>         their relative order, so the underlying tree structure of the
>         map/set can remain as-is.
>
>         Of course, as you point out, the names are not precise, but
>         cannot the documentation add what is not reflected in the names?
>
>         The question is, as always, if the breakage caused by the
>         renaming compensates for having the optimal name.  I am slightly
>         biased against the renaming.
>
>         --Andreas
>
>
>         On 09.07.2016 02:28, David Feuer wrote:
>
>
>             On Jul 8, 2016 7:18 PM, "Ivan Lazar Miljenovic"
>             <[hidden email]
>             <mailto:[hidden email]>
>             <mailto:[hidden email]
>             <mailto:[hidden email]>>> wrote:
>               >
>               > On 9 July 2016 at 03:49, David Feuer
>             <[hidden email] <mailto:[hidden email]>
>             <mailto:[hidden email]
>             <mailto:[hidden email]>>> wrote:
>
>               > > Data.Set: mapStrictlyIncreasing and mapStrictlyDecreasing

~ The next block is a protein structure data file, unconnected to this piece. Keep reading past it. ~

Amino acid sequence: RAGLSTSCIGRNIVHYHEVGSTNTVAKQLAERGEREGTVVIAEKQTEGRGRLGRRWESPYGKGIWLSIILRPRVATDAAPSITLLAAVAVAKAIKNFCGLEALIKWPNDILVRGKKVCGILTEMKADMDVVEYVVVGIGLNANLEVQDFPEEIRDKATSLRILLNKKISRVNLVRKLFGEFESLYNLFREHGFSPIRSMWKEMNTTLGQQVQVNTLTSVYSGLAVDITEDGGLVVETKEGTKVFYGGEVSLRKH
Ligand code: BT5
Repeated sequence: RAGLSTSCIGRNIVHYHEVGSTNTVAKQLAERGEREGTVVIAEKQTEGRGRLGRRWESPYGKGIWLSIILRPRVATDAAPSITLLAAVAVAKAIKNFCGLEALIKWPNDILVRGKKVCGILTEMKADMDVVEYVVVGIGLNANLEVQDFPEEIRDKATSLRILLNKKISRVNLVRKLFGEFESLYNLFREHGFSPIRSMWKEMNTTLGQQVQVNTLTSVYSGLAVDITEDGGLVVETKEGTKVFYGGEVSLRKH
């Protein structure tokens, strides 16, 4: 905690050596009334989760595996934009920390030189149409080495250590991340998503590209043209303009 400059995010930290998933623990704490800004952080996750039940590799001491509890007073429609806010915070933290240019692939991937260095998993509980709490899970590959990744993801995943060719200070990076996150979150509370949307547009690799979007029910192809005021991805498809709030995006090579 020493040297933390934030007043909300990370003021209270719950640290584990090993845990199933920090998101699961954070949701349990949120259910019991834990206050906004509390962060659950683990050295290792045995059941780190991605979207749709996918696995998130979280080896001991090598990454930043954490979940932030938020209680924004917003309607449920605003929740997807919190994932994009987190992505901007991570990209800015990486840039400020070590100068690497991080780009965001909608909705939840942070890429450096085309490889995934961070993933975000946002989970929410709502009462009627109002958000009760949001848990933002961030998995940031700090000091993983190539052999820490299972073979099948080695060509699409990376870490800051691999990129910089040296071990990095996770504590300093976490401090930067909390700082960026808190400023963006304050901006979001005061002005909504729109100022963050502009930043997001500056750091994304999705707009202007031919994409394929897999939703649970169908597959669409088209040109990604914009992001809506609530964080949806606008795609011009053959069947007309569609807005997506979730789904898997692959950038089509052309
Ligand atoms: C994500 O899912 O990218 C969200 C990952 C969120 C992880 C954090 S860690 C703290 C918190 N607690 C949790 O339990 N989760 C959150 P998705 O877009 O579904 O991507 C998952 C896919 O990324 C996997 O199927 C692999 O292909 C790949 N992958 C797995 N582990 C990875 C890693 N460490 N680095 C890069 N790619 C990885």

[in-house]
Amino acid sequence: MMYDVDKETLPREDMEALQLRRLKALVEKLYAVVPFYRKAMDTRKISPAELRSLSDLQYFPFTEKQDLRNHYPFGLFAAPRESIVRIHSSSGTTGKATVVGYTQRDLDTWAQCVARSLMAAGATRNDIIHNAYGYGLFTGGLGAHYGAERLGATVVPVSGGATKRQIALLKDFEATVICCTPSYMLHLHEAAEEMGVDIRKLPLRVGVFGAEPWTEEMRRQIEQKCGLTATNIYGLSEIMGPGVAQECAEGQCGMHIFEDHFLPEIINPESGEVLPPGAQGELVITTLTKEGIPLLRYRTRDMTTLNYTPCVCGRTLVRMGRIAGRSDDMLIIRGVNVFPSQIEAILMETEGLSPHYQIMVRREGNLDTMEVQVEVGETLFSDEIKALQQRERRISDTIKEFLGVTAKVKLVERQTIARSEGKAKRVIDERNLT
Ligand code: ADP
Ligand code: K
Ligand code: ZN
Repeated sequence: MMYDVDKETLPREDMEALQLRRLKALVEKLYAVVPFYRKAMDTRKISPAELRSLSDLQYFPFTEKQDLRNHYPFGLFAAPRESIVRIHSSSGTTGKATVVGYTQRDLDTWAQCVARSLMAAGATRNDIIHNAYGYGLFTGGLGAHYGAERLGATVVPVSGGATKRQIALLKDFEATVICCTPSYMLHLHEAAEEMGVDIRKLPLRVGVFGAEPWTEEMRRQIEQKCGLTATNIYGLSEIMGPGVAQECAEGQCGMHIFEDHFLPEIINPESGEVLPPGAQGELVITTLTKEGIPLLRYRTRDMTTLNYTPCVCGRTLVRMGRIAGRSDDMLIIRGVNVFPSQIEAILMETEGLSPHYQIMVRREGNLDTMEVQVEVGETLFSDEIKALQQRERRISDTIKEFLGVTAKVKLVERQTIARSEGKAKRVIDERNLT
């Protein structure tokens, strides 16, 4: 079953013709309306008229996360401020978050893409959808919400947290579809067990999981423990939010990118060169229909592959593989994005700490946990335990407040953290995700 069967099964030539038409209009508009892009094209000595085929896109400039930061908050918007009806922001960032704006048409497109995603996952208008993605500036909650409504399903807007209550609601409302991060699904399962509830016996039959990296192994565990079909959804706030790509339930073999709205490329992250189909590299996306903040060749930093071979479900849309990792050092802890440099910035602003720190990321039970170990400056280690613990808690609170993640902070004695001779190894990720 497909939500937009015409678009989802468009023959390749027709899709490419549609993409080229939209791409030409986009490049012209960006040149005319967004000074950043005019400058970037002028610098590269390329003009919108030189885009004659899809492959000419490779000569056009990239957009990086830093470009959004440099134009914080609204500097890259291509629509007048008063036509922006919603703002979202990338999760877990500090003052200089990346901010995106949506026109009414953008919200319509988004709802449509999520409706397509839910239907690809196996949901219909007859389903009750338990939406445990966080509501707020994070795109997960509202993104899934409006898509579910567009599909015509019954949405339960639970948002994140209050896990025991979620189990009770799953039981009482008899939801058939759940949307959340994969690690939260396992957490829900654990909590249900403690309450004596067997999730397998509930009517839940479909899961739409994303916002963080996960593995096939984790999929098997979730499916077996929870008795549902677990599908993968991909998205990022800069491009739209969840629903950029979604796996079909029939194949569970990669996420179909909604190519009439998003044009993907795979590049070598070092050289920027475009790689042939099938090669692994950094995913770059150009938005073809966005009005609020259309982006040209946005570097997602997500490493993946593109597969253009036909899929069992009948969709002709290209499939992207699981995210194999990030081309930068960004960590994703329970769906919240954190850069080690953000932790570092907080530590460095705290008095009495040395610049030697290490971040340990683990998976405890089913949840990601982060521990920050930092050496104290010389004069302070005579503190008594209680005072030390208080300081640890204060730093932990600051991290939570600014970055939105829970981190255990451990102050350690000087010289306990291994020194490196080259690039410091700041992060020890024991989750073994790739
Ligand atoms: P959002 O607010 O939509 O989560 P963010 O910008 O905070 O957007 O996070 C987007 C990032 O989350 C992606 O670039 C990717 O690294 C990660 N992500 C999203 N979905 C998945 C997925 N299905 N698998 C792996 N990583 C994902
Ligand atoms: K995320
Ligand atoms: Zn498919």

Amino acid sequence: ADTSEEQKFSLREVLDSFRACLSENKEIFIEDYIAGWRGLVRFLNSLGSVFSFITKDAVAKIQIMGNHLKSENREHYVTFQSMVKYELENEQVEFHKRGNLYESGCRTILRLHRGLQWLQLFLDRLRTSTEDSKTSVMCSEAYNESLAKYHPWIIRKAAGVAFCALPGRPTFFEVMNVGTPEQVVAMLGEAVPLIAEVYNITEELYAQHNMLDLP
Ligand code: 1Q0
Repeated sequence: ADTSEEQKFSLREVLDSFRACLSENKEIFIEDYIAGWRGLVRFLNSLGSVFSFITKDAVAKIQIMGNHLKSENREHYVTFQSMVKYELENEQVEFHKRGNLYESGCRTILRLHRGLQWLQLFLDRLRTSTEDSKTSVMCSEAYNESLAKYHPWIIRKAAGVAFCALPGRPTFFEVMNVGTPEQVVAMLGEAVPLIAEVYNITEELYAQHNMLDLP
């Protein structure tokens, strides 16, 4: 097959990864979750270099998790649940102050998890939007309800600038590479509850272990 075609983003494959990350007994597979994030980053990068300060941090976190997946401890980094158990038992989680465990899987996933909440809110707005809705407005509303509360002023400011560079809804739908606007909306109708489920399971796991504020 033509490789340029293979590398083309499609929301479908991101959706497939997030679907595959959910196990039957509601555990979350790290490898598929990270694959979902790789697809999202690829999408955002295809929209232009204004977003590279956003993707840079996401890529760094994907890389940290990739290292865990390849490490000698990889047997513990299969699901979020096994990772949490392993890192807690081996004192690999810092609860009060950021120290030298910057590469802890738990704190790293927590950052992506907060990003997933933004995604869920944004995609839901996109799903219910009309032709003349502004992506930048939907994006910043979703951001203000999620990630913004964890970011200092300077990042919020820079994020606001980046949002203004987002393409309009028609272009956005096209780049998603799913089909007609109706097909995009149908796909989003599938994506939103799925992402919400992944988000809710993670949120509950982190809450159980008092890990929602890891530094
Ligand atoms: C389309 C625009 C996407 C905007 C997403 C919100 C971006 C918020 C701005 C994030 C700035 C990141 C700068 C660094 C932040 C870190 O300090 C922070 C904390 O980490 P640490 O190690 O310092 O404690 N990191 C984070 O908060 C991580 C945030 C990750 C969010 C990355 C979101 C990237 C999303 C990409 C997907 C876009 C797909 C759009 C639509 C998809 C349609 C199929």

>               > > Data.Map: mapKeysStrictlyIncreasing and
>             mapKeysStrictlyDecreasing
>               >
>               > With the latter function also flipping the underlying
>             tree structure?
>
>             I'm not quite sure what you mean, but I think the answer is yes.
>
>             mapKeysStrictlyDecreasing (\x -> -x) (fromList [1..10]) ===
>             fromList
>             [(-10) .. (-1)]
>
>               >
>               > > Data.Map presents another possibility, however. We
>             could make the
>               > > replacements more general, giving them types
>               > >
>               > > Ord k => (k -> v -> (k', v')) -> Map k v -> Map k' v'
>               > >
>               > > and allowing the user to map over both keys and values
>             in one pass.
>               >